Photo: Flickr / Misserion
A straight-talking post on Well-Heeled blog got us thinking about all the trite, one-size-fits-all personal finance advice floating out there. Here are a few of the biggest offenders, with our take on how to make them more useful:
Buy used to save big. Not everything is better used. Like your 70s-era Tudor house that needs expensive repairs, or the baby crib that’s just been recalled.
YM’s take: Being cheap can cost you, so it’s important to weigh the costs and the benefits of any purchase, lest you sink $1,000 into a money pit or cause a medical emergency.
Purchase store-brand items to save on groceries. First, there’s the issue of preference—let’s face it, nothing beats Heinz—then there’s the problem that you be looking over better ways to spend your money.
Everyone needs a Roth 401(k). Despite all their tax perks, not everyone should open one of these. People in a higher tax bracket now than they will be at retirement should opt for Traditional IRAs. What’s more, they face contribution caps with a Roth, depending on their annual income.
YM’s take: Talk with a wealth advisor and/or take a long, hard look at your tax return to decide where to smartly save for retirement.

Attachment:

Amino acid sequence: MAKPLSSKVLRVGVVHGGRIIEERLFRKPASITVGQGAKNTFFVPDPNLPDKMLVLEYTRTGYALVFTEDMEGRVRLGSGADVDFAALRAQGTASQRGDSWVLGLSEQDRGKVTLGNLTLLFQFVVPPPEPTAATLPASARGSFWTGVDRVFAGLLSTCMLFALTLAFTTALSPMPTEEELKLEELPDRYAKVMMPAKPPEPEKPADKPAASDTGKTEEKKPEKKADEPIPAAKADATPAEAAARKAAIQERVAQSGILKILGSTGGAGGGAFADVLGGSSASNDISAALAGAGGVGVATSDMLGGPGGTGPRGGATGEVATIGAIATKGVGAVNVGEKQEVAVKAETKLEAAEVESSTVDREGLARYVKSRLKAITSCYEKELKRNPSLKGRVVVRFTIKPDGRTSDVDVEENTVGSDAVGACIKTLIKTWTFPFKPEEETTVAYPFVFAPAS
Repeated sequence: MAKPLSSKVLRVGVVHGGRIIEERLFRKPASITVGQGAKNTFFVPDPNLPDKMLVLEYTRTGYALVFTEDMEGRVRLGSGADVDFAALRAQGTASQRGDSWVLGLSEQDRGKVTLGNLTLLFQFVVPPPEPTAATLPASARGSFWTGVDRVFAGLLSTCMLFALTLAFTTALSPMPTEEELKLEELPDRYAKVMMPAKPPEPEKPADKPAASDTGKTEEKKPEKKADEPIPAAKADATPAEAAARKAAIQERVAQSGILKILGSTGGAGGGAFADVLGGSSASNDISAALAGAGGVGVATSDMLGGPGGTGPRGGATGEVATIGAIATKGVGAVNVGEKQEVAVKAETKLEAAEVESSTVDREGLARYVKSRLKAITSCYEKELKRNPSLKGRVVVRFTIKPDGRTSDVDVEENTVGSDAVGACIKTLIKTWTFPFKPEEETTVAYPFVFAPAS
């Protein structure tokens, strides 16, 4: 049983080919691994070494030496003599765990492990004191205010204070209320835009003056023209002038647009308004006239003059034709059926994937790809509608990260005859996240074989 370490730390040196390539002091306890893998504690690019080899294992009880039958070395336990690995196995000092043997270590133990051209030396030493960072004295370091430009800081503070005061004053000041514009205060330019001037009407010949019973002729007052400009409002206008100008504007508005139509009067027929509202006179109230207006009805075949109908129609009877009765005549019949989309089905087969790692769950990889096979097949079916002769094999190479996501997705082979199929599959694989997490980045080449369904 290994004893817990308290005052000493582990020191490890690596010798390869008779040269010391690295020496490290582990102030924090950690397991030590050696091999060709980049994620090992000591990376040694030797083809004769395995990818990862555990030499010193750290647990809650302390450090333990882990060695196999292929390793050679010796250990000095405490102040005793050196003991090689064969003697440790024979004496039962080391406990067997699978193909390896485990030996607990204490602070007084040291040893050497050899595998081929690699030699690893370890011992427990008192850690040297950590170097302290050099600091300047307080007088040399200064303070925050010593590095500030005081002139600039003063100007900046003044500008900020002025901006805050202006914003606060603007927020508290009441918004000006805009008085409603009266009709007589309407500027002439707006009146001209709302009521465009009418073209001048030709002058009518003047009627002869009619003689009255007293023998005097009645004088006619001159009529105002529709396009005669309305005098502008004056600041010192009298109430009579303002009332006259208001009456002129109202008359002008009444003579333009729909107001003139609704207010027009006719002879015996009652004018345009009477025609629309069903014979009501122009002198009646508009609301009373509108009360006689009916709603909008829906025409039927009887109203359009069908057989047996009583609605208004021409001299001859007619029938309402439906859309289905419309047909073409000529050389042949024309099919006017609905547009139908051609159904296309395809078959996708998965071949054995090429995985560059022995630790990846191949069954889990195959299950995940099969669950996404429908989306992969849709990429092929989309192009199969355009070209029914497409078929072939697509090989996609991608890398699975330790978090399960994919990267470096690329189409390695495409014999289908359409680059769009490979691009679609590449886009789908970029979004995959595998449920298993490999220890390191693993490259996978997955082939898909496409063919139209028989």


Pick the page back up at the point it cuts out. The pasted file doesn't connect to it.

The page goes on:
Save every receipt to get a grip on your spending. We don’t know a single soul who does this, much less anyone who’d want to. The clutter, the confusion … it’s just. Too. Much.
YM’s take: Keep your receipts until they’ve been processed online (roughly a day) or up to a month, then ditch them, unless they’ll be useful for tax purposes or a pricey return. For more advice on what to keep, shred or shred, check out this feature.
Save six month’s worth of living expenses for emergencies. Yes, you’ve gotta have a cushion to fall back on if you lose your job, get hit by a car, or your doctor decides to gouge you. But for the average American family, who can’t even scrounge up $2,000 in a week to cover emergencies, it’s time to refine that wisdom.
YM’s take: Shoot to save something each month, but don’t go overboard to the point you can’t get by. There’s no point to saving if you’re living hand to mouth.
Personal finance advice—and any advice, for that matter—will mean nothing if you can’t even use it. So if the rules don’t apply to you, ditch ’em. Your life will be much richer.
What personal finance advice are you sick of hearing?
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